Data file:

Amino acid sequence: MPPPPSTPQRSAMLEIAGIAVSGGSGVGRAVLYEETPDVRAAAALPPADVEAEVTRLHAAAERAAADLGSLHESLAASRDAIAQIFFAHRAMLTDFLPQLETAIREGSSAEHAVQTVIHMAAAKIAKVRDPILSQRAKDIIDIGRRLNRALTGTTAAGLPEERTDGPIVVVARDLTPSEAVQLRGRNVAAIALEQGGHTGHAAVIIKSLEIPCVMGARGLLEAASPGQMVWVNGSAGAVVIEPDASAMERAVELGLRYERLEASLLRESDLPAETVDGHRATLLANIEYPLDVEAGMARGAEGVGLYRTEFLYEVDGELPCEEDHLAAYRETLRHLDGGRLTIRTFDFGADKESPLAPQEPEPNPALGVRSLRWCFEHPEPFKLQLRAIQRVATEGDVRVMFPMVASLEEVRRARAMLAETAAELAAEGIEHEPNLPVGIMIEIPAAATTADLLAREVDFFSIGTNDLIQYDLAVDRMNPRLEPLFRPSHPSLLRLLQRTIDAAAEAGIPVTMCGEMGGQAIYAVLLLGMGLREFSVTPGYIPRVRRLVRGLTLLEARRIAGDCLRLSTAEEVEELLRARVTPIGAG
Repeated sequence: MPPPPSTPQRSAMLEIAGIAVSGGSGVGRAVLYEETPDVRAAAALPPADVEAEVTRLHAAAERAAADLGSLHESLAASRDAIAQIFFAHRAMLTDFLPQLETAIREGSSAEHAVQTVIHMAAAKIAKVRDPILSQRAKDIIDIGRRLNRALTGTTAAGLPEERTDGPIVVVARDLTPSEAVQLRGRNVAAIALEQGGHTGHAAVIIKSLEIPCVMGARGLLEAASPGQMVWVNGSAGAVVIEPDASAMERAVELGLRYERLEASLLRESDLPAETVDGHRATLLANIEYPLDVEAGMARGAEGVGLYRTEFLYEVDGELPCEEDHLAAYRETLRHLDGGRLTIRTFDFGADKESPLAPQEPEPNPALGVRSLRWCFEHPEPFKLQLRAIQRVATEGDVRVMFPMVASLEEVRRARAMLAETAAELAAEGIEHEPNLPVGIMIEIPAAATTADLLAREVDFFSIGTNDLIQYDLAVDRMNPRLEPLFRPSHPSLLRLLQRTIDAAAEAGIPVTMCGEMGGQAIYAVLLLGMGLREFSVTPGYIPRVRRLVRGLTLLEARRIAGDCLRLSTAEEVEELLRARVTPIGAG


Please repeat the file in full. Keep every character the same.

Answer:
Amino acid sequence: MPPPPSTPQRSAMLEIAGIAVSGGSGVGRAVLYEETPDVRAAAALPPADVEAEVTRLHAAAERAAADLGSLHESLAASRDAIAQIFFAHRAMLTDFLPQLETAIREGSSAEHAVQTVIHMAAAKIAKVRDPILSQRAKDIIDIGRRLNRALTGTTAAGLPEERTDGPIVVVARDLTPSEAVQLRGRNVAAIALEQGGHTGHAAVIIKSLEIPCVMGARGLLEAASPGQMVWVNGSAGAVVIEPDASAMERAVELGLRYERLEASLLRESDLPAETVDGHRATLLANIEYPLDVEAGMARGAEGVGLYRTEFLYEVDGELPCEEDHLAAYRETLRHLDGGRLTIRTFDFGADKESPLAPQEPEPNPALGVRSLRWCFEHPEPFKLQLRAIQRVATEGDVRVMFPMVASLEEVRRARAMLAETAAELAAEGIEHEPNLPVGIMIEIPAAATTADLLAREVDFFSIGTNDLIQYDLAVDRMNPRLEPLFRPSHPSLLRLLQRTIDAAAEAGIPVTMCGEMGGQAIYAVLLLGMGLREFSVTPGYIPRVRRLVRGLTLLEARRIAGDCLRLSTAEEVEELLRARVTPIGAG
Repeated sequence: MPPPPSTPQRSAMLEIAGIAVSGGSGVGRAVLYEETPDVRAAAALPPADVEAEVTRLHAAAERAAADLGSLHESLAASRDAIAQIFFAHRAMLTDFLPQLETAIREGSSAEHAVQTVIHMAAAKIAKVRDPILSQRAKDIIDIGRRLNRALTGTTAAGLPEERTDGPIVVVARDLTPSEAVQLRGRNVAAIALEQGGHTGHAAVIIKSLEIPCVMGARGLLEAASPGQMVWVNGSAGAVVIEPDASAMERAVELGLRYERLEASLLRESDLPAETVDGHRATLLANIEYPLDVEAGMARGAEGVGLYRTEFLYEVDGELPCEEDHLAAYRETLRHLDGGRLTIRTFDFGADKESPLAPQEPEPNPALGVRSLRWCFEHPEPFKLQLRAIQRVATEGDVRVMFPMVASLEEVRRARAMLAETAAELAAEGIEHEPNLPVGIMIEIPAAATTADLLAREVDFFSIGTNDLIQYDLAVDRMNPRLEPLFRPSHPSLLRLLQRTIDAAAEAGIPVTMCGEMGGQAIYAVLLLGMGLREFSVTPGYIPRVRRLVRGLTLLEARRIAGDCLRLSTAEEVEELLRARVTPIGAG